A Station Eight Fan Web Site
I hope you don't shut down the site, it's excellent being able to reach out to a creator I so admire and discuss their work. On that subject, I was wondering who are some of your influences are as a writer (obviously Shakespeare). Which writers serve as your models or inspiration for plotting stories, writing dialogue, and the writing process as a whole?
Are you familiar with / a fan of Joss Whedon's work? Between Gargoyles and Buffy the Vampire Slayer, you two wrote characters facing some similar challenges (tormented individuals, tragically and unwittingly bound to each other, frequently dealing with the burden of immortality). Obviously Gargoyles came first, I've just noticed you two writing about many of the same themes, and was wondering if you enjoy or find inspiration in his work in general.
Assuming I am granted it, thanks for your time!
1. This has been answered before. Please look at the "INFLUENCES" section of the ASK GREG archives.
2. Yes, as even a casual glance at the topics in the archive would indicate, e.g. "Buffyverse Geek-Out".
Hey man, been a big fan of Gargoyles since my early childhood days, and have been following your work from Spectacular Spider-Man to Young Justice.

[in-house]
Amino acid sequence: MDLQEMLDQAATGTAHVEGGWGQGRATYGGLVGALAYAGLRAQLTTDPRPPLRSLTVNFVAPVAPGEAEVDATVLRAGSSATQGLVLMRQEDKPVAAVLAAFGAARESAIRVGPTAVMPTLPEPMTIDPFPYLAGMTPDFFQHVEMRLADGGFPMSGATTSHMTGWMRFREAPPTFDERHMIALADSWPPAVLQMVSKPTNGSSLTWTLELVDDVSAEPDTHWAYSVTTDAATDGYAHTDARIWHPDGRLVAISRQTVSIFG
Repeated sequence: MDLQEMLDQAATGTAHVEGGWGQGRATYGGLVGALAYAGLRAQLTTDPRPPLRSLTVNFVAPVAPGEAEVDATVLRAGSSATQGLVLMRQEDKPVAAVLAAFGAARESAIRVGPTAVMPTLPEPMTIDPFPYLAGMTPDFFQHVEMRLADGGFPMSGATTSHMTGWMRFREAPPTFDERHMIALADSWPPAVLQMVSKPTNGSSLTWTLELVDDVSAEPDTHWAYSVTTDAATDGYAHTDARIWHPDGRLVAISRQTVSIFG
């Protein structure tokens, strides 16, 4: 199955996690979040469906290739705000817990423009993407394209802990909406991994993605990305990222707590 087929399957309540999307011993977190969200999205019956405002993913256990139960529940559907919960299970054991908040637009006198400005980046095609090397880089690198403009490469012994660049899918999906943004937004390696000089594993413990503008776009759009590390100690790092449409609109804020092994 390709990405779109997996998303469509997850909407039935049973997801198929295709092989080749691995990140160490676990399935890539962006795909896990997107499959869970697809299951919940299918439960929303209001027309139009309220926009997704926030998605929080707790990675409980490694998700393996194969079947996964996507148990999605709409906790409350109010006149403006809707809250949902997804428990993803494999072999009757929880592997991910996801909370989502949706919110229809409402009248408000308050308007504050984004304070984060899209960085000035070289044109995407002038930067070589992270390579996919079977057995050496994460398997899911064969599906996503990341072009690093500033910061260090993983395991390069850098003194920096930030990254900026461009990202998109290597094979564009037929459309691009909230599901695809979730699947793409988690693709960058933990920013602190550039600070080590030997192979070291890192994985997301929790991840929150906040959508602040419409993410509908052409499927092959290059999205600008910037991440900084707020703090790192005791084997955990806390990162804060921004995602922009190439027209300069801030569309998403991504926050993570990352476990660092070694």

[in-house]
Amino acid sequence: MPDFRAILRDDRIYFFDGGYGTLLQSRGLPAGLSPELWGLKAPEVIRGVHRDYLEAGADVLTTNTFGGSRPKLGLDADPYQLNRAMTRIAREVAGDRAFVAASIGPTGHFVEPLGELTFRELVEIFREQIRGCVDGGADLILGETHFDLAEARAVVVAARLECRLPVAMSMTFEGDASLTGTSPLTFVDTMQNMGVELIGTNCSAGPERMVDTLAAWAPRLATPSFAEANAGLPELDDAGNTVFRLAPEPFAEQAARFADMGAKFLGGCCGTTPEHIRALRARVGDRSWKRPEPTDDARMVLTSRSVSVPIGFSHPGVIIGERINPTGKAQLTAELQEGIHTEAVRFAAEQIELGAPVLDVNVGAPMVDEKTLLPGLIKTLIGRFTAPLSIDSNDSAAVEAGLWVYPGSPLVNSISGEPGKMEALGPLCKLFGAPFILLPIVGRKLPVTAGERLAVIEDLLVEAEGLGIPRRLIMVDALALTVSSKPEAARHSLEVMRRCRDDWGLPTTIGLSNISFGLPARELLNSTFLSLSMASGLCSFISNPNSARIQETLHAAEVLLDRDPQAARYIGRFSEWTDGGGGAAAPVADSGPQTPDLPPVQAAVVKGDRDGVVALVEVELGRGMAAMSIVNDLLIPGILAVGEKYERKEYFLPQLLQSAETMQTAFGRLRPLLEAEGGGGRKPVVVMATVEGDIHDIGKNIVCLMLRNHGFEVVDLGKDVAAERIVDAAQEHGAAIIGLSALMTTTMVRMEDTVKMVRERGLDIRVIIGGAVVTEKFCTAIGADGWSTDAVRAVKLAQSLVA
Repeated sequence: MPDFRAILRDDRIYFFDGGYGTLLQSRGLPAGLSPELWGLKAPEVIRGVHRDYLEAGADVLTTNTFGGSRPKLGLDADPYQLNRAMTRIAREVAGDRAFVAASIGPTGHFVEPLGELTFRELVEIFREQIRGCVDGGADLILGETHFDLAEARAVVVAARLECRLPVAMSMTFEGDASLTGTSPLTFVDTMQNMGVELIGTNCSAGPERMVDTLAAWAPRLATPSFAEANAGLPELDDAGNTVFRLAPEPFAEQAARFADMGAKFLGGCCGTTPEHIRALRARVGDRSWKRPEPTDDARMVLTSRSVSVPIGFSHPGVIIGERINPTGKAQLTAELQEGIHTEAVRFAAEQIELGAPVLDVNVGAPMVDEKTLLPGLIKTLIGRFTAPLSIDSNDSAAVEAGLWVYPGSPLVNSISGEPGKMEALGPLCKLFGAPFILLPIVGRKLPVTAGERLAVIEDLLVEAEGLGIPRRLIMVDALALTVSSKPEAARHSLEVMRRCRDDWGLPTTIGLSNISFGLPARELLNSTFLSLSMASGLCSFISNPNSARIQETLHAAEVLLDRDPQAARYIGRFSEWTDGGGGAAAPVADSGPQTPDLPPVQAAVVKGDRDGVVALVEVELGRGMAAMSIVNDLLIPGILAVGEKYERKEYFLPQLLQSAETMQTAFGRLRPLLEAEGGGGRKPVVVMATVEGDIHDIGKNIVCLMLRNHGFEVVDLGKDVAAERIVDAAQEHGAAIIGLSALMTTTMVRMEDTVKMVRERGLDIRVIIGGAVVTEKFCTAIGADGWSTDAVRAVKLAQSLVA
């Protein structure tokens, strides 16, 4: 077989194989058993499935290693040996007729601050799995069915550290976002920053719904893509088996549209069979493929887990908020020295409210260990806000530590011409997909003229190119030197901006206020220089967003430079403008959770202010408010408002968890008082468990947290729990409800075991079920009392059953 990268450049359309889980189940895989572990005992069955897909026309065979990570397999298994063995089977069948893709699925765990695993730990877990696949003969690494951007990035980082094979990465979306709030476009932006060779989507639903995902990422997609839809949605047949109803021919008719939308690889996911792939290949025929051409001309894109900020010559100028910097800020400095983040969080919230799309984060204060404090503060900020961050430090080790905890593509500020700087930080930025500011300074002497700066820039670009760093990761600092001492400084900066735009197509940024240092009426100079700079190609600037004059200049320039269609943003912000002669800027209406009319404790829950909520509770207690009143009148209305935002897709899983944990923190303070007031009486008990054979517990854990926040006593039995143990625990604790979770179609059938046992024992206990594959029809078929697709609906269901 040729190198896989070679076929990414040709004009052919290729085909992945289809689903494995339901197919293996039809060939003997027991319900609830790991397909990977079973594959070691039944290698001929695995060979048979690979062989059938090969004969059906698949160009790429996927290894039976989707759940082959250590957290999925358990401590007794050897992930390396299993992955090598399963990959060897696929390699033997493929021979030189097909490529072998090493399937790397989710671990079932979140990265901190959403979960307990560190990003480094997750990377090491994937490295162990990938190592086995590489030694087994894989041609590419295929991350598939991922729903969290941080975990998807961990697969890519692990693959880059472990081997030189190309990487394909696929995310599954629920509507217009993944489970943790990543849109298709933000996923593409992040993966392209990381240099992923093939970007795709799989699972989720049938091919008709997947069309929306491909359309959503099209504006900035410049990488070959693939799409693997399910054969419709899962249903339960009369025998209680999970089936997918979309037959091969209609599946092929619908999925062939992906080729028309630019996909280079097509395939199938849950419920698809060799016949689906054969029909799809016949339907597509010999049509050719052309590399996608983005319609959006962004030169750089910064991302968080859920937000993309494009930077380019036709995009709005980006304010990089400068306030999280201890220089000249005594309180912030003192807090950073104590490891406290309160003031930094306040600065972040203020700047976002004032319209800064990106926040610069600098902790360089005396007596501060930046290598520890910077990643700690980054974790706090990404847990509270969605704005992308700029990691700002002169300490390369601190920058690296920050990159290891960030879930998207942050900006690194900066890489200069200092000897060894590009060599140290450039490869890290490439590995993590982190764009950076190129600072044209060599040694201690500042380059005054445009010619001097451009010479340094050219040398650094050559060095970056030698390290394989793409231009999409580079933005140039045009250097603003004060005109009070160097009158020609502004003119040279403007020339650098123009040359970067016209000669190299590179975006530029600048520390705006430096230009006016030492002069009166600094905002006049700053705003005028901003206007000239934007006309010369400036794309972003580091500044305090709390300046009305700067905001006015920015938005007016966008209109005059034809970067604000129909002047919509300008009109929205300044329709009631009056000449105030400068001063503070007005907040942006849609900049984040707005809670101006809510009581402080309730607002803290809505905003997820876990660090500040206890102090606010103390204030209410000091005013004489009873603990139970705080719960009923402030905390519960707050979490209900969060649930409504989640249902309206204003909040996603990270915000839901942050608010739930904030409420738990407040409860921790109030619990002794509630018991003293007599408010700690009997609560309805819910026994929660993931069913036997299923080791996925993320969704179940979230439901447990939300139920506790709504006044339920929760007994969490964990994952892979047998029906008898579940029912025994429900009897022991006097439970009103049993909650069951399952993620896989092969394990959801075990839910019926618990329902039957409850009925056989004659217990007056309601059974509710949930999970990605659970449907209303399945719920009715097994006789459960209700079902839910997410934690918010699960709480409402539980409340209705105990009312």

My question refers to the primary antagonist of the Gargoyle universe, David Xanatos. What was the inspiration for you to create such a complex gray villain? Also, where'd the name come from for Xanatos too?
1. The most immediate inspirations were Captain Hook/Duke Igthorn mixed with a healthy dose of General Wade Eiling, plus some Bruce Wayne and Captain Kirk.
2. The name is a variation on Thanatos, the greek god of death. It also is a real name you can find in most phone books. Assuming you can find a phone book.
Just watched Performance and liked it a lot. I'm glad to see an episode focusing on Robin. Just curious was Robin's laugh inspired by the Shadow of pulp/radio fame?
Well, the Shadow's up there in my brain, but I really don't think so. It's inspired more by his youth and irrepressibility.
Hi Mr. Greg Weisman,
I have been a fan of yours since Gargoyles. One of the things that interest me is the basic structure of the themes and world building in the series. One of the styles I see continue to pop up in your series is the relationship between science and sorcery. This is something I have been a fan of in comics like Iron Man and Fantastic Four (specifically Dr. Doom versus Reed Richards). I love the simple explanation that energy is energy.